Saron Yitbarek, founder of CodeNewbie, never thought she’d break into the technology field, she told viewers of the virtual Red Hat Summit a few weeks ago. She was sharing her story as a woman in technology — a fact that still stands out in a field dominated by men.
The story and advice she shared is inspiring for the technology-interested of any gender, but let’s follow her career highlighting her experience as a woman in technology in the hopes of inspiring other young people to get involved.
Saron didn’t start her career in tech — rather, she pursued an undergrad degree in chemistry and pre-med. But she soon discovered what she really liked about that was learning how chemical processes worked. So she slowly came upon technology startups as a source of inspiration.
“When I thought of tech, I thought of gamers in a basement eating Cheetos,” she says of her early beginnings looking into technology from a journalistic standpoint. “But Steve Jobs’ book looked at tech through the lens of a designer and a storyteller. I thought there might be a place for me in tech after reading that.”
She cold-called startup CEOs, and one of those calls turned into a coffee, which turned into… an offer for an internship, and later, a job in technology marketing. Unsatisfied with always working around technology instead of with it, she decided to enter some learn-to-code programs.
Lesson 1: know thyself. How does one go from pre-med to being a developer? By being curious and following up on an inner urge to explore options which interest you.
Lesson 2: be a part of the system of production. Saron knew she wanted to go from the marketing department to something more technical, so she educated herself with programs and by acquainting herself with her workplaces’ line of production. Getting involved in the actual production of a service, software, or product offers any company’s employees an invaluable opportunity to make themselves even more valuable and to make informed career choices based off of those experiences.
During her two years as a developer, she realized there was a huge support system at developer bootcamps. But to get access to those programs, many have to pay a huge sum. She didn’t feel like those interested in this career should have to give up six months out of work and thousands of dollars to learn those skills.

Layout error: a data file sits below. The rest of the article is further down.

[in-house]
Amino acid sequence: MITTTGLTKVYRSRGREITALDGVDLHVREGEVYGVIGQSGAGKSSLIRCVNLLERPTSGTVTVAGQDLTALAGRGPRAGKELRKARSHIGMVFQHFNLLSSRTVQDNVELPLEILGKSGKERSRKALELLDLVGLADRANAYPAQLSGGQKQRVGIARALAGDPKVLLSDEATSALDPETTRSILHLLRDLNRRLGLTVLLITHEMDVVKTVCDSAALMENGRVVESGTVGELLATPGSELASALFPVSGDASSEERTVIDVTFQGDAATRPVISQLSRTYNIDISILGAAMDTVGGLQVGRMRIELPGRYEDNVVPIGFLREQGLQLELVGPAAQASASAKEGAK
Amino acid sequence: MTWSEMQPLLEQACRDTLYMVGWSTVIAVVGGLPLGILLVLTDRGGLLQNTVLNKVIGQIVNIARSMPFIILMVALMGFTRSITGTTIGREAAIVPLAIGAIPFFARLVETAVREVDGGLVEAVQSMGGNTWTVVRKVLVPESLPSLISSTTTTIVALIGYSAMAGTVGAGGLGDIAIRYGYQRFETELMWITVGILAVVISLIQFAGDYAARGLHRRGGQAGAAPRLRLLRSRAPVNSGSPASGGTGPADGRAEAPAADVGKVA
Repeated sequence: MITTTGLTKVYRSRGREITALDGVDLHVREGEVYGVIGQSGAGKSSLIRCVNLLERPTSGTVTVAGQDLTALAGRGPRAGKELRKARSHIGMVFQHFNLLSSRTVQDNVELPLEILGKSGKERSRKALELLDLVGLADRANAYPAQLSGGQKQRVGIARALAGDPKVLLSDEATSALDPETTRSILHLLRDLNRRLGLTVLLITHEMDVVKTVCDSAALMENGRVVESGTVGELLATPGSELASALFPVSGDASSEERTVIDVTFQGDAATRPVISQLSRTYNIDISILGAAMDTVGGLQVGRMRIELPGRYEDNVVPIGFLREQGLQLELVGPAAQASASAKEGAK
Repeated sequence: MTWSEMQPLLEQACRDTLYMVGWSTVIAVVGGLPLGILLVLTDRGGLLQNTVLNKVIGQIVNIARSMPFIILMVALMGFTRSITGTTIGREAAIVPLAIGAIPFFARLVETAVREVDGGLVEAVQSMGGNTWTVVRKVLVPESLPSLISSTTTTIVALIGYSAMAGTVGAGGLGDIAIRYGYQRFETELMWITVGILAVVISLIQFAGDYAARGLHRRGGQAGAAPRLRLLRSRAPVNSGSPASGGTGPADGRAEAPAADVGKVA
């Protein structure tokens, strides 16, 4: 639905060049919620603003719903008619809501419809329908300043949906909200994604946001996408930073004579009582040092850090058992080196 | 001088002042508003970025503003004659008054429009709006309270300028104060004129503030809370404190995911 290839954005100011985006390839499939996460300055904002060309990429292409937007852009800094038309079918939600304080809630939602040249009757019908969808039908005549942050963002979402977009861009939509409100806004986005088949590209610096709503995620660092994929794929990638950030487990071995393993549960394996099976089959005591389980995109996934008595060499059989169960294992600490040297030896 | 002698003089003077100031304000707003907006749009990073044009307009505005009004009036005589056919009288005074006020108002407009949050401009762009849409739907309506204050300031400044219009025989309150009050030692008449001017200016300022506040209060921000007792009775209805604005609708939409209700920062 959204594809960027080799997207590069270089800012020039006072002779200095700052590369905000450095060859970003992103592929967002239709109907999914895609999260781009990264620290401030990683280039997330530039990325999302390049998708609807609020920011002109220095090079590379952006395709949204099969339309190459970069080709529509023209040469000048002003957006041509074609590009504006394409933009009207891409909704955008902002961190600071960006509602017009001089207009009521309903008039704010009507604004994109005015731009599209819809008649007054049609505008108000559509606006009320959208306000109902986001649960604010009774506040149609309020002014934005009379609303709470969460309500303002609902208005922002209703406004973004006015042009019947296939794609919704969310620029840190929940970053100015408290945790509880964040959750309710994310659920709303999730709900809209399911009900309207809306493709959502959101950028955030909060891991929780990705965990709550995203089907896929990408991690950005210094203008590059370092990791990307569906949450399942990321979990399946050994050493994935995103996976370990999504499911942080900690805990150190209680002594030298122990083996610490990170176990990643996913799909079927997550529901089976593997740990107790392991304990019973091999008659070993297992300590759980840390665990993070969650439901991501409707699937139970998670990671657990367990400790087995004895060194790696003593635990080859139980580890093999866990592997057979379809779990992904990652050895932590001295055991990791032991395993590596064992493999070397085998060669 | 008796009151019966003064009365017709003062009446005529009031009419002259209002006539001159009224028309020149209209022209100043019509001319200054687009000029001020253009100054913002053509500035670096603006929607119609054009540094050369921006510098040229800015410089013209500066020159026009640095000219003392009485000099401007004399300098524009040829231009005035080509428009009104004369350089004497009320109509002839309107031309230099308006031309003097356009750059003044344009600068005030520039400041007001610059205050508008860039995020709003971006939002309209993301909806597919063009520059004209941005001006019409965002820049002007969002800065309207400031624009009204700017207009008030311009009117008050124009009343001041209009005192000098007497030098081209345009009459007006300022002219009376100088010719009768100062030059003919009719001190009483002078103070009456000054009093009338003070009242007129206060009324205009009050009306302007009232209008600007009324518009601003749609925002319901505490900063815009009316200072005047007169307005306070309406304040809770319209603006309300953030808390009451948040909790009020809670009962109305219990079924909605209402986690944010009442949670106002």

She and a friend decided to start hosting weekly Twitter chats regarding coding and technology as a resource for those interested in the field. This quickly turned into a podcast, which eventually turned into a business.
After her podcast was acquired by a large coding education company, Saron wanted to pursue an opportunity to be on the business side of things.
Lesson 3: don’t sit back and expect your job or position to teach you. Being proactive about what you want to learn — and having the sense to decide if your current job is actually teaching you anything anymore — will help guide you towards smarter technology career decisions.
Lesson 4: embrace the idea that feedback can be a gift. When asked if she’d learned to accept feedback while learning to code, Saron openly stated it was one of the hardest parts of the learning process.
“When you’re in school, you’re not supposed to be wrong, you’re hoping to be right. The biggest mental transition while learning to code was accepting where things just weren’t working.”
General advice for those interested in coding careers:
- Should I get a computer science degree? If you’re in a position deciding what to major in in college, this is the safest move. It makes you feel smart, but it’s employer credibility, too. It helps. However, if you’re deciding whether or not to go back to school for a four-year degree, it isn’t necessary to put your degree on hold.
- If you’re already working full time and want to learn to code, where should I go? Organizations like Code Development, freeCodeCamp, and other bootcamps are all great resources. With bootcamps, though, it is important to note who is doing the teaching than the school itself, Saron says.